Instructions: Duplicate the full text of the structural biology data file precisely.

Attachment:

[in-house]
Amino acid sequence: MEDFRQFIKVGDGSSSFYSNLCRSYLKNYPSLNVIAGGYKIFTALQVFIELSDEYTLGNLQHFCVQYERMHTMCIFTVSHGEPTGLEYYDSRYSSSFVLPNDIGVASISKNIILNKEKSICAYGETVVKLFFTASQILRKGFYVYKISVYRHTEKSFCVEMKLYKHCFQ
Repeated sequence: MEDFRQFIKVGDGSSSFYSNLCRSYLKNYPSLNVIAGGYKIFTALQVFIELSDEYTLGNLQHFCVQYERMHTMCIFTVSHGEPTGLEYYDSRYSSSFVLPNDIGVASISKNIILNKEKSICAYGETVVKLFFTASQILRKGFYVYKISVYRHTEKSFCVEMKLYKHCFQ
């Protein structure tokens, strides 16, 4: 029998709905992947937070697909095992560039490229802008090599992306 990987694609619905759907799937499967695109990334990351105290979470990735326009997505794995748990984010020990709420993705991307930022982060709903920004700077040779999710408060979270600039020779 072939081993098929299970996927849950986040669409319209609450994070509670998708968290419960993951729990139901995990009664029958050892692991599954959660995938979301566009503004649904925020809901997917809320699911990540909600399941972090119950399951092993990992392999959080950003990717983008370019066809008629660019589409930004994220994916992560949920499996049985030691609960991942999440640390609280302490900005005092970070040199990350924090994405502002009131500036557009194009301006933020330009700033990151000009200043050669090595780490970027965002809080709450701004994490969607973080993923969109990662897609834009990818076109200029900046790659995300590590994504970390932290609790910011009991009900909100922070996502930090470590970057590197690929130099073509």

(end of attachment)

[in-house]
Amino acid sequence: MEDFRQFIKVGDGSSSFYSNLCRSYLKNYPSLNVIAGGYKIFTALQVFIELSDEYTLGNLQHFCVQYERMHTMCIFTVSHGEPTGLEYYDSRYSSSFVLPNDIGVASISKNIILNKEKSICAYGETVVKLFFTASQILRKGFYVYKISVYRHTEKSFCVEMKLYKHCFQ
Repeated sequence: MEDFRQFIKVGDGSSSFYSNLCRSYLKNYPSLNVIAGGYKIFTALQVFIELSDEYTLGNLQHFCVQYERMHTMCIFTVSHGEPTGLEYYDSRYSSSFVLPNDIGVASISKNIILNKEKSICAYGETVVKLFFTASQILRKGFYVYKISVYRHTEKSFCVEMKLYKHCFQ
């Protein structure tokens, strides 16, 4: 029998709905992947937070697909095992560039490229802008090599992306 990987694609619905759907799937499967695109990334990351105290979470990735326009997505794995748990984010020990709420993705991307930022982060709903920004700077040779999710408060979270600039020779 072939081993098929299970996927849950986040669409319209609450994070509670998708968290419960993951729990139901995990009664029958050892692991599954959660995938979301566009503004649904925020809901997917809320699911990540909600399941972090119950399951092993990992392999959080950003990717983008370019066809008629660019589409930004994220994916992560949920499996049985030691609960991942999440640390609280302490900005005092970070040199990350924090994405502002009131500036557009194009301006933020330009700033990151000009200043050669090595780490970027965002809080709450701004994490969607973080993923969109990662897609834009990818076109200029900046790659995300590590994504970390932290609790910011009991009900909100922070996502930090470590970057590197690929130099073509």